The folks watch FOX News every night. It’s doing to them what they think video games are going to do to me.

I wouldn’t want to be body slammed in a helicopter hitting a hillside. It’s an instant mess, blood and gore. It only takes a second, but sometimes forever happens in just one second. Everyone’s so burned up and broken to pieces that dentists have to be brought to find out who everybody is.

One day there was major towelhead news about terrorists that caught my eye, except it wasn’t on the news. It was online. It was too gruesome for the news.

The holy war crudes caught some innocent people who didn’t have anything to do with anything and wouldn’t let them escape. When they tried to get away, they caught them again, tied them to posts, and blindfolded them. They shot them one at a time, although they don’t shoot to kill them. They shot them in their stomachs. Then they went back and shot them again. They just did it randomly. It was weird. Even the internet didn’t know what was going on.

They filmed it while they were doing it all, too. They are sick butt turds. The army, our army, is totally rad and could take them out, but nobody is going to win that war. It’s an epic fail over there. It’s been going on forever. I hope they come here, anytime, and we can just ramble on their butts.

It’s AMMO, CAMO, and RAMBO!

Our family has plenty of guns, in the attic, and we have ammunition, too. I’m not sure about everything we have, though. Jack is the only one who knows.

“I have two 12-gauge’s, a semi-automatic pistol, a .22 Sig Sauer, a big bore 14-gauge, and an AK-47 semi-automatic,” said Jack. “I have more, but the rest of it isn’t any of your business.”

Jack is like that. He’s my half-brother. He lives on the third floor and doesn’t let anyone in. It’s all under lock-and-key, including the door to his room. My stepmom is good with it. It wouldn’t be so good if I tried it. He wears camouflage gear and goes to Cleveland State University. He wants to be a policeman. He’ll be gone in two or three years. I can’t wait for that.

Jack’s arsenal is technically my dad’s, because he bought them, but they’re totally Jack’s. Dad got most of them for him, but now he buys guns himself since he’s nineteen and an adult. Before that he wasn’t allowed.

We go shooting sometimes, at the Scooterz-N-Shooterz in Uniontown, and on my grandfather’s farm in Michigan. The whole family goes there every summer. It’s great and it’s awesome. My grandfather says that whenever anybody says you don’t need a gun, you’d better make sure you have one that works.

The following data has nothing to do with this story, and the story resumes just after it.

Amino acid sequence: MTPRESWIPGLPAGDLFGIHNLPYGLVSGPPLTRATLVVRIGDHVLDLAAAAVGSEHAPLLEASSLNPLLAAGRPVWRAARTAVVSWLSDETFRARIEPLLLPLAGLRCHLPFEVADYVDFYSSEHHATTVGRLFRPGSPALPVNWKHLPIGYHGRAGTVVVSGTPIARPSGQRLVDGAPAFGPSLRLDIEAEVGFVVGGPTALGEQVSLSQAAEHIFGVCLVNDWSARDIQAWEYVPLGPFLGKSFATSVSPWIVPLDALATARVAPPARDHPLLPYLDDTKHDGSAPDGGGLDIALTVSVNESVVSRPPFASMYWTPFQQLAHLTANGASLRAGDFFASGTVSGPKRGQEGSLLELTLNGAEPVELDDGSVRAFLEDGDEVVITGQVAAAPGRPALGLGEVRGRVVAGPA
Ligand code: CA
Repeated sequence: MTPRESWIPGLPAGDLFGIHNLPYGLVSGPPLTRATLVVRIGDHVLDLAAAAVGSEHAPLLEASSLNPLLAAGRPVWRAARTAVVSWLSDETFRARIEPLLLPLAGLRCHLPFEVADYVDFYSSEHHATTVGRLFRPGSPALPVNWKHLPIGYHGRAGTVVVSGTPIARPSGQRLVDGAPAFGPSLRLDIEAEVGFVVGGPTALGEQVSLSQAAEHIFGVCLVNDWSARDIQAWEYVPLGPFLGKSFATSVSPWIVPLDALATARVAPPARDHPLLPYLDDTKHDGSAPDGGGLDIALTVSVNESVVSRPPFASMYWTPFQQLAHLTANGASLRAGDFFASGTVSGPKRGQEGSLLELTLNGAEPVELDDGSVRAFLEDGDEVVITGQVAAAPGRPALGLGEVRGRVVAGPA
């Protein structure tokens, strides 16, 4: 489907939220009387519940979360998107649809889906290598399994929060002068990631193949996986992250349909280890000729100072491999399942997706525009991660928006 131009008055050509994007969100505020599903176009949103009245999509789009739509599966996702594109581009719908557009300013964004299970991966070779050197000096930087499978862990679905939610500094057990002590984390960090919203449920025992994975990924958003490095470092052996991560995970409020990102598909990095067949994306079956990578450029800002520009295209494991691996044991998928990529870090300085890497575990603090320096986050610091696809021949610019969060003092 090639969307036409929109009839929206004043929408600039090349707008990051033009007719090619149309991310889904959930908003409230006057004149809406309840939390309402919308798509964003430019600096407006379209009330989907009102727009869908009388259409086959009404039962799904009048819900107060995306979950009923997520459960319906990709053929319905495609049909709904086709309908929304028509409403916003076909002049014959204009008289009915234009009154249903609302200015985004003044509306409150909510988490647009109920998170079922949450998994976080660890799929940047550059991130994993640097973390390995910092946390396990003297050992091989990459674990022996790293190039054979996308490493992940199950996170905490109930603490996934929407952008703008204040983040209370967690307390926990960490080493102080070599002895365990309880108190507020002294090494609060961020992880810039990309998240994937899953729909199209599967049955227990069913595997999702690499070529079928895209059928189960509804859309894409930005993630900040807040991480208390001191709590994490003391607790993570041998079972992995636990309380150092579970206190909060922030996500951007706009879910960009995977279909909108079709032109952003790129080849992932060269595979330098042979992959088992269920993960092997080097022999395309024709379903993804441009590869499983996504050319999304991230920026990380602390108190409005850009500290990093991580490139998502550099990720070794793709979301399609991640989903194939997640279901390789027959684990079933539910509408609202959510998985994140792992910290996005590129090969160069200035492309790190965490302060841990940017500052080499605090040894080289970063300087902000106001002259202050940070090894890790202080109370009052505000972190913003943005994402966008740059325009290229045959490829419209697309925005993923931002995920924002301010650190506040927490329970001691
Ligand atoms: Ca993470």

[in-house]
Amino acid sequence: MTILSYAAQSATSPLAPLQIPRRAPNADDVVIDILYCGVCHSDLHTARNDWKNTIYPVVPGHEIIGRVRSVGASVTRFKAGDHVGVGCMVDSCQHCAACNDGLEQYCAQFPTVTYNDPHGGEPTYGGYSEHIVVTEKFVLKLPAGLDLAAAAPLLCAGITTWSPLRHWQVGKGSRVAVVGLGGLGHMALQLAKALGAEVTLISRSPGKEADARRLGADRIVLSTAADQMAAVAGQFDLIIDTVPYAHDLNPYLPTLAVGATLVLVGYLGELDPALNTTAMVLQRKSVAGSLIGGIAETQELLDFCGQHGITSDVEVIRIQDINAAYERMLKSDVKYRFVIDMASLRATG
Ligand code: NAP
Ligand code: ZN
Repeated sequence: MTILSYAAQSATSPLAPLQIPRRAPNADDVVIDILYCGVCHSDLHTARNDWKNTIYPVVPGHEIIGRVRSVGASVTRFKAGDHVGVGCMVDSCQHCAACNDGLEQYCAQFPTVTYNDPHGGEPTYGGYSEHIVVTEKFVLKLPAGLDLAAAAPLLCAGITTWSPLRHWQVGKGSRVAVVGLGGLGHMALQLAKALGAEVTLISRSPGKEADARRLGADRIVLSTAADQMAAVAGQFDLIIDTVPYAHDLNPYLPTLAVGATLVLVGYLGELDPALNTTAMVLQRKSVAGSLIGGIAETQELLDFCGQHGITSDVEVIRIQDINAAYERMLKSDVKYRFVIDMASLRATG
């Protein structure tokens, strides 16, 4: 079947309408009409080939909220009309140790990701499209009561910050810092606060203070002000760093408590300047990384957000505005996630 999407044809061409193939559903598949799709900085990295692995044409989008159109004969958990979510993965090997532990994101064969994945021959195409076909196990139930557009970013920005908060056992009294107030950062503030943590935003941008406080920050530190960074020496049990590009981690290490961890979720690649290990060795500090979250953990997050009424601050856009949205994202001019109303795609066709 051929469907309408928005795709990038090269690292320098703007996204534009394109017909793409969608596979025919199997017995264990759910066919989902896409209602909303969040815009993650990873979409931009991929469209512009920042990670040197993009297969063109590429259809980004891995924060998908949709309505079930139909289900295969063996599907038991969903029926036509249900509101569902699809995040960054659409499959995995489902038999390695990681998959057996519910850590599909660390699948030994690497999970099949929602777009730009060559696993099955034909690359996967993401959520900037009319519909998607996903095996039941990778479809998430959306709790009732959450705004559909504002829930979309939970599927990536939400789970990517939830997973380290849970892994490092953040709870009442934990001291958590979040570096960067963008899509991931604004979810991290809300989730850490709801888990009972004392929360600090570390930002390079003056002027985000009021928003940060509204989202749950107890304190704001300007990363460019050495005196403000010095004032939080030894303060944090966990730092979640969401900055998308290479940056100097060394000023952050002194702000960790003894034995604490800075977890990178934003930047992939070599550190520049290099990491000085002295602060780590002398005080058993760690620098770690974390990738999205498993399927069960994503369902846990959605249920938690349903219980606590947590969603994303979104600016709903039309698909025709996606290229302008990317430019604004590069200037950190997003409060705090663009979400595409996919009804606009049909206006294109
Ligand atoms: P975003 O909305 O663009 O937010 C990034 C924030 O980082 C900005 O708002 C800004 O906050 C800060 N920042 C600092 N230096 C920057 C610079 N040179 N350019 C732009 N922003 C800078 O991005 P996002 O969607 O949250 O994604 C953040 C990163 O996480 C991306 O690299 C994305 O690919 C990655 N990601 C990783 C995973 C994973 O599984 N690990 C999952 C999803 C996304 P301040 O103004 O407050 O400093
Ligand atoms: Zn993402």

“They always want to take guns away from the people who didn’t do it,” he says, cackling like he just ate something that got stuck in his craw.

Last summer I shot so many rounds off at the farm, at targets, at trees, at nothing, I got a blister on my hand and it was nasty.

I have my own gun, although it’s not a real one. It’s a G & G Carbine air soft gun. It’s not real, but it looks feels acts like the real deal. It shoots BB’s instead of bullets. Ted Nugent said the BB gun is the most important gun in the history of American weaponry. He should know. He has his own Ted Nugent-brand ammo. Air soft BB’s are plastic, not metal, but they leave a welt when they smack into skin.

My dad bought it for me. It’s not from Target or anyplace like that. It cost almost four hundred dollars. My friends Nick and Jake and I use Grudge Tactical pellets when we’re out and shooting each other. They’re coated with a powder so they leave a mark on your clothes. It’s not just some stupid toy. It’s fully automatic and fully mechanical, too.

Or I could knock on Jack’s door upstairs and get the real thing and shoot that. I could go GUN CRAZY! I don’t have the key, though.

Nobody likes to talk about guns at St. Mel’s, not us, and not our teachers. Even though everybody talks guns down, when they say anything at all, Mr. Rote, our religion teacher, gave us the breaking news that the church says self-defense is cool, and told us all about St. Aquinas and taking care of business. Mr. Rote said it’s best to shoot first. He said the Dalai Lama said the same thing. Nobody asked him who that was, not that anybody cared.

“It’s your responsibility to defend your faith, your family, and your country,” he said.

It’s a duty to whale on bad men and terrorists. He didn’t say much more than that. He doesn’t like talking about guns. He’s probably never had one in his hands. We don’t have metal detectors at St. Mel’s like they do at public schools, but if anyone ever brought a gun to our school that would be the end.

They would never be allowed back.

You can wear your pajamas to public school, but at St. Mel’s we have to wear a dress shirt and tie, dressy pants, and shoes. You can’t even have too much style in your hair. When you’re in a Catholic school there’s more expected of you. If you’re a Mel’s man, or if you go to St. Ignatius, or any Catholic whatever school, everyone expects you to be a good person.

What you do in public school is up to you, which isn’t always a good thing. Not everybody is a good kid. There are plenty of bad kids.